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Global Forum on Food Security and Nutrition • FSN Forum

Re: Harnessing the benefits of ecosystem services for effective ecological intensification in agriculture

Subhash Mehta
Subhash MehtaDevarao Shivaram TrustIndia
The case studies address your Qs 1 & 2::
*View and download the case studies*
http://cts.vresp.com/c/?OaklandInstitute/2a86a54f90/cb7db2b2db/b5490e019e>

*View and download Frequently Asked Questions*
http://cts.vresp.com/c/?OaklandInstitute/2a86a54f90/cb7db2b2db/42ac9fbe27>


The Oakland Institute* released 33 case studies that shed light on the tremendous success of producer communities following their agro ecology in the face of climate change, hunger, malnutrition, suicides and poverty.

"Released ahead of the COP21 Conference in Paris, these case studies provide irrefutable facts and figures on how agricultural transformation-respectful of the rural poor producer communities and the environment-can yield immense economic, social, nutrition, health and food security benefits while ensuring climate justice and restoring soils and the environment and in the long term,

"We are told over and over that Africa needs a new high cost high risk Green Revolution ( agro chemicals and genetically modified seeds/ crops).  The case studies debunk these myths and highlight the multiple benefits of the low risk low cost agro ecology, including affordable low risk and sustainable ways to optimise farm production, thus ensurring their access to own requirements of safe nutritious food and health through agriculture while increasing farmers' net income/ purchasing power, food security, resilience and in the long term," said Frederic Mousseau, Policy Director of the Oakland Institute, who coordinated the research for this project.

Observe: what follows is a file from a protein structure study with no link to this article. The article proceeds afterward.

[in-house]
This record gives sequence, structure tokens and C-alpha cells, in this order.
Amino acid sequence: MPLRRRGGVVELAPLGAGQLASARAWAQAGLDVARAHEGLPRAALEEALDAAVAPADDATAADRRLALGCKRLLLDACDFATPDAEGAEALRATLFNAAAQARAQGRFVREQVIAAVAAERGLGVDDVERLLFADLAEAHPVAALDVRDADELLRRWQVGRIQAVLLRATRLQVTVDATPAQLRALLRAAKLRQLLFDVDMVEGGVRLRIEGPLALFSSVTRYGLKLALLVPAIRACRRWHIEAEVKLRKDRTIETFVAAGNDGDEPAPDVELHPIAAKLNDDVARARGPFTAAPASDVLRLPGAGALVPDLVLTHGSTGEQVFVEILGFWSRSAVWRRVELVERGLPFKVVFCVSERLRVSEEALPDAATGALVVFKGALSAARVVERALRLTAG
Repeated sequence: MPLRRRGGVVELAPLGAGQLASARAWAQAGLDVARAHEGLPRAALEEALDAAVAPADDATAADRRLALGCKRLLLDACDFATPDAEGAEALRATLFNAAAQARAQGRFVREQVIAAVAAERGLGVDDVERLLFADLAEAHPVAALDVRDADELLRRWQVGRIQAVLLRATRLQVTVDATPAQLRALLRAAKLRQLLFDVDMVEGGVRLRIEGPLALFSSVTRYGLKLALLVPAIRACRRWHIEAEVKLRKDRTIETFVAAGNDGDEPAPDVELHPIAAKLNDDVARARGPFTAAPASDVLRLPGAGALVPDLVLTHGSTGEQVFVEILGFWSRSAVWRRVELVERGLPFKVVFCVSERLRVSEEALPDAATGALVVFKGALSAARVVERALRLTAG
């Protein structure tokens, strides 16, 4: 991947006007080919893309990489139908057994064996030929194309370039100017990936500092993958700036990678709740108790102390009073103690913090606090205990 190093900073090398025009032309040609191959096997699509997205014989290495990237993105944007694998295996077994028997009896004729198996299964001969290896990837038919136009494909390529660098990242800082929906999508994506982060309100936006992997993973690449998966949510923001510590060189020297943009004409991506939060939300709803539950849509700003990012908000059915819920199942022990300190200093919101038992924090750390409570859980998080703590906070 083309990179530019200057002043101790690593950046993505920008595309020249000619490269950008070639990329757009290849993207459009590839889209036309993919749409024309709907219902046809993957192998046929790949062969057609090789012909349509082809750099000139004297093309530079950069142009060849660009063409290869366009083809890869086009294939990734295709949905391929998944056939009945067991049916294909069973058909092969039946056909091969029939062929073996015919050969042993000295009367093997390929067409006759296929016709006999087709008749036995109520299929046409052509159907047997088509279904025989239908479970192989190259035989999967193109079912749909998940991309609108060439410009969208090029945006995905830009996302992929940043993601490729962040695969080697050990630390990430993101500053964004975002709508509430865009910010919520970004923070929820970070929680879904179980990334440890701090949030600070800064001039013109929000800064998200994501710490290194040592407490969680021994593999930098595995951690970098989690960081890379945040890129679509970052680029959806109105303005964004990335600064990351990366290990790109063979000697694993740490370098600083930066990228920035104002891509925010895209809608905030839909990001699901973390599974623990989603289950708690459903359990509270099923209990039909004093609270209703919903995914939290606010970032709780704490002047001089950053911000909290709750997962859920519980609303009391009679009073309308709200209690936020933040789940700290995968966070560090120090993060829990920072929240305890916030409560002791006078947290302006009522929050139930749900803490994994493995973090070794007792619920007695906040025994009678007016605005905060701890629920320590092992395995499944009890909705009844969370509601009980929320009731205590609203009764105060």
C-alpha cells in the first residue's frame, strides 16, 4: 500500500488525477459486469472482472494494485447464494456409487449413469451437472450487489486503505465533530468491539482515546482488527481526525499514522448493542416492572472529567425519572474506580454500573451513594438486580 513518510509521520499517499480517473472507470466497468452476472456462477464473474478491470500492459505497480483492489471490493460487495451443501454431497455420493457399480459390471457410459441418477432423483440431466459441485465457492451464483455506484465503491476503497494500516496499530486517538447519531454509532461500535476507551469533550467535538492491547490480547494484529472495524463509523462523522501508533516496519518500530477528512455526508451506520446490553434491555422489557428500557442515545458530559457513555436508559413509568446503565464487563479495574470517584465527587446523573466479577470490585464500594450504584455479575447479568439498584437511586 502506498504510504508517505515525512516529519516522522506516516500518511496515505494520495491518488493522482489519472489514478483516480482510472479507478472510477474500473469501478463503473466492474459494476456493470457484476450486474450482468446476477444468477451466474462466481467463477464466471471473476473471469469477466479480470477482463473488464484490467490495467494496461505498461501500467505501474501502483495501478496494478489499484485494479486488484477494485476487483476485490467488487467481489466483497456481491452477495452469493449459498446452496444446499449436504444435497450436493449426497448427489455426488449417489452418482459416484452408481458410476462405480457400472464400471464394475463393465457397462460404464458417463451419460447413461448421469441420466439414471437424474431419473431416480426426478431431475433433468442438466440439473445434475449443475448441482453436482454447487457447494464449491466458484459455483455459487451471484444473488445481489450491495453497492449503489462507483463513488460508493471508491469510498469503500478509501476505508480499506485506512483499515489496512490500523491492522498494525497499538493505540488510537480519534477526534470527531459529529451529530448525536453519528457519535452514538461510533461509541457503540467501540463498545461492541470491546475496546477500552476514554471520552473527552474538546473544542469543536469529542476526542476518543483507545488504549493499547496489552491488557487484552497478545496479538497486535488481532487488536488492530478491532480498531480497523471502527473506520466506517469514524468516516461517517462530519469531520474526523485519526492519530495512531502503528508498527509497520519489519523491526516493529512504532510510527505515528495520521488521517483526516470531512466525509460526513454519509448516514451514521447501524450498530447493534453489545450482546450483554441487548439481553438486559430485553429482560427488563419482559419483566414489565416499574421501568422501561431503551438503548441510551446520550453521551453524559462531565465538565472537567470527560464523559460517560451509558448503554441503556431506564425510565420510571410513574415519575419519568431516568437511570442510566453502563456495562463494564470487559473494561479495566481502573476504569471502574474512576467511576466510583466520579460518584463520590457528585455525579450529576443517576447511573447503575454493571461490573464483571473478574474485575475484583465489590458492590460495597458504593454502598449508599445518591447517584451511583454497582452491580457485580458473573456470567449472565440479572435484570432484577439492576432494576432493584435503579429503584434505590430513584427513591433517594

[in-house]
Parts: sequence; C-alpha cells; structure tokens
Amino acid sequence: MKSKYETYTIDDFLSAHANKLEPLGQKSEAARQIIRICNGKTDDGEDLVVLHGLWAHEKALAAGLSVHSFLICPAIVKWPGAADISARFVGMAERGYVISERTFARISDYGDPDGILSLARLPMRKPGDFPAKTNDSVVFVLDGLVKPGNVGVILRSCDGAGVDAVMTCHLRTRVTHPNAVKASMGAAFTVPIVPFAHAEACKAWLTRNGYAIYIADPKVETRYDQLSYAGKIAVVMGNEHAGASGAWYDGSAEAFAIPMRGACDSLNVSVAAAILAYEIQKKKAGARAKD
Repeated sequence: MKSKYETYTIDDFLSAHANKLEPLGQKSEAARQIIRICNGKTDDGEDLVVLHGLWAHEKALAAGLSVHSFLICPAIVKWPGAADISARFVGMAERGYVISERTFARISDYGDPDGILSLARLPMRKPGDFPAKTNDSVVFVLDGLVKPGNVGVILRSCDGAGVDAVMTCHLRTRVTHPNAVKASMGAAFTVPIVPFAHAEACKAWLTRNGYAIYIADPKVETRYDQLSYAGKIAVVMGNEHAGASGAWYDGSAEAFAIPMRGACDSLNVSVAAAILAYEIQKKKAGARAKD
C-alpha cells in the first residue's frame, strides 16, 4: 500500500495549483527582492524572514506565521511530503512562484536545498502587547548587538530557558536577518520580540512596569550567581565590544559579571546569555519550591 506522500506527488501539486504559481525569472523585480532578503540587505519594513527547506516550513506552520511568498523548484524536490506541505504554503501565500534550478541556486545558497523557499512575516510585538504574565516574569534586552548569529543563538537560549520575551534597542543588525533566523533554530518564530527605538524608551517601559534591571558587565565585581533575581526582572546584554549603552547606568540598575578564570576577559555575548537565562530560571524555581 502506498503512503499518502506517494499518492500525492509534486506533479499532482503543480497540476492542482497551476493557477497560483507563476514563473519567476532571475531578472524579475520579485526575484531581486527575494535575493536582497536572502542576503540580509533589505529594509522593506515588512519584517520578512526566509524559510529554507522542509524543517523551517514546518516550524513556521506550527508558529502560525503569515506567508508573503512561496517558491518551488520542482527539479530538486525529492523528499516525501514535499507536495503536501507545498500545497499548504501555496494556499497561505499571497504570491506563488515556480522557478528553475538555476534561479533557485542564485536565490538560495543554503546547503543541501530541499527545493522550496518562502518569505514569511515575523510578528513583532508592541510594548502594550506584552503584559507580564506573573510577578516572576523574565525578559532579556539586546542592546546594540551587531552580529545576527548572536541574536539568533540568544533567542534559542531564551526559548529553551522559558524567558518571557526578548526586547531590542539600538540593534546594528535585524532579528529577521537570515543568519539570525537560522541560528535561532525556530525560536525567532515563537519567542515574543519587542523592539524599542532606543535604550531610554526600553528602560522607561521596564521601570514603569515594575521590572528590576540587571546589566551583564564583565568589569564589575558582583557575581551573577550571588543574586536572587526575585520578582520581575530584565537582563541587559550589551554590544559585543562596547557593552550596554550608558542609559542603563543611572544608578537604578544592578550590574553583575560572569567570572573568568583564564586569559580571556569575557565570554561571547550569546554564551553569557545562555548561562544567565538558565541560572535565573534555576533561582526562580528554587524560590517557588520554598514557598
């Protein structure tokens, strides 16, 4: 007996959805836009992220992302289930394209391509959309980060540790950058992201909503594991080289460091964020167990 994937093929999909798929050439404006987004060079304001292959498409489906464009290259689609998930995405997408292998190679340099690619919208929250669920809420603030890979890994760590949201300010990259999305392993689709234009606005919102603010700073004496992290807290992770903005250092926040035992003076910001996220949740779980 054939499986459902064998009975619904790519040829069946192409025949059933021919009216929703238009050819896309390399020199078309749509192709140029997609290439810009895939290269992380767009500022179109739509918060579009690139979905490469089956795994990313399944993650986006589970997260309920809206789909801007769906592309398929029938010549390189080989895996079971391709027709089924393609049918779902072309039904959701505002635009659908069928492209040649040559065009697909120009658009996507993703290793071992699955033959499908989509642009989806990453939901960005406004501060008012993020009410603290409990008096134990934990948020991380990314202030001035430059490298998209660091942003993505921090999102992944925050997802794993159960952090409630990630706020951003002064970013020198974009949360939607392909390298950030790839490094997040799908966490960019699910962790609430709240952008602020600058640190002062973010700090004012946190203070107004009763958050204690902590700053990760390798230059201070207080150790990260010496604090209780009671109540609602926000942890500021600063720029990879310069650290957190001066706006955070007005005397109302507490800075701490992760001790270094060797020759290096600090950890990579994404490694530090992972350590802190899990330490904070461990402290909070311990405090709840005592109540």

The case studies bring forward a large variety of techniques and practices used to achieve these benefits: 
plant diversification; inter cropping; the application of mulch, manure or compost for soil fertility; the natural management of pests and diseases; agroforestry; the construction of water management structures; and much more.
The success stories from all over have farmers-including many women farmers-in the driver's seat of their own development. Agroecology is not a one-size-fits-all set of practices. Rather, its techniques are adapted to meet their specific needs and ecosystems. Producer communities who follow/ practice their agro ecology are innovators and experiment/ research, adapting to climate change, season after season, to find the
best solutions for improving their livelihoods and being sustainable in the long term.

High cost high risk Conventional 'Green Revolution' Agriculture, forestry, animal husbandry, etc., are responsible for nearly a quarter of all greenhouse gas emissions from human activity. According to the International Panel on Climate Change, emissions from these sectors have almost doubled over the past 50 years, and could keep increasing each year unless we stop the use of synthetic agro chemicals, being the fastest growing source of agriculture GHG emissions (increased 37% since 2001).

Ibrahima Coulibaly, President of CNOP-Mali and Vice President of the ROPPA (Network of Farmers' and Agricultural Producers' Organisations of West Africa) said, 

"Our governments must now take decisive steps to actually support and fund the conversion of conventional green revolution agriculture to follow the low cost low risk agro ecological practices of the area, if we are to mitigate the effects of climate change and ensure our children a future in which they can feed themselves with nutritious food through agro ecology and in a healthy environment.".